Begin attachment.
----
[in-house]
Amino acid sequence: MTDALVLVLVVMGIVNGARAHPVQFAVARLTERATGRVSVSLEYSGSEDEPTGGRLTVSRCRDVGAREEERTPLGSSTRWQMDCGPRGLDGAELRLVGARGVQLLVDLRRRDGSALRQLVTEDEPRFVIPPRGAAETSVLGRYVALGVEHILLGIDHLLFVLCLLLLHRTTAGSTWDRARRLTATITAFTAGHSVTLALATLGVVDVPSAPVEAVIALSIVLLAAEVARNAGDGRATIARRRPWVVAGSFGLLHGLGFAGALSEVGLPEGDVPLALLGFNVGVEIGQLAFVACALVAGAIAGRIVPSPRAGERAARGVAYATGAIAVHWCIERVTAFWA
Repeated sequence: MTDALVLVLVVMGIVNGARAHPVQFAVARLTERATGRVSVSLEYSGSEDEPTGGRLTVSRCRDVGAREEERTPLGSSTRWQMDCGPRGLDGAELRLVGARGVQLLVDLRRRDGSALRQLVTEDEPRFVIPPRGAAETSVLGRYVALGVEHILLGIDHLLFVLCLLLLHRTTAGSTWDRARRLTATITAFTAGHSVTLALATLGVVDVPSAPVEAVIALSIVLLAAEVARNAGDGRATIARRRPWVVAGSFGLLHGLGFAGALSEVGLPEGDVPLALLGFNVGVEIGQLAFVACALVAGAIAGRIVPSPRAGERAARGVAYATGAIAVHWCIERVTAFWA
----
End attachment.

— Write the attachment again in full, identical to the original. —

[in-house]
Amino acid sequence: MTDALVLVLVVMGIVNGARAHPVQFAVARLTERATGRVSVSLEYSGSEDEPTGGRLTVSRCRDVGAREEERTPLGSSTRWQMDCGPRGLDGAELRLVGARGVQLLVDLRRRDGSALRQLVTEDEPRFVIPPRGAAETSVLGRYVALGVEHILLGIDHLLFVLCLLLLHRTTAGSTWDRARRLTATITAFTAGHSVTLALATLGVVDVPSAPVEAVIALSIVLLAAEVARNAGDGRATIARRRPWVVAGSFGLLHGLGFAGALSEVGLPEGDVPLALLGFNVGVEIGQLAFVACALVAGAIAGRIVPSPRAGERAARGVAYATGAIAVHWCIERVTAFWA
Repeated sequence: MTDALVLVLVVMGIVNGARAHPVQFAVARLTERATGRVSVSLEYSGSEDEPTGGRLTVSRCRDVGAREEERTPLGSSTRWQMDCGPRGLDGAELRLVGARGVQLLVDLRRRDGSALRQLVTEDEPRFVIPPRGAAETSVLGRYVALGVEHILLGIDHLLFVLCLLLLHRTTAGSTWDRARRLTATITAFTAGHSVTLALATLGVVDVPSAPVEAVIALSIVLLAAEVARNAGDGRATIARRRPWVVAGSFGLLHGLGFAGALSEVGLPEGDVPLALLGFNVGVEIGQLAFVACALVAGAIAGRIVPSPRAGERAARGVAYATGAIAVHWCIERVTAFWA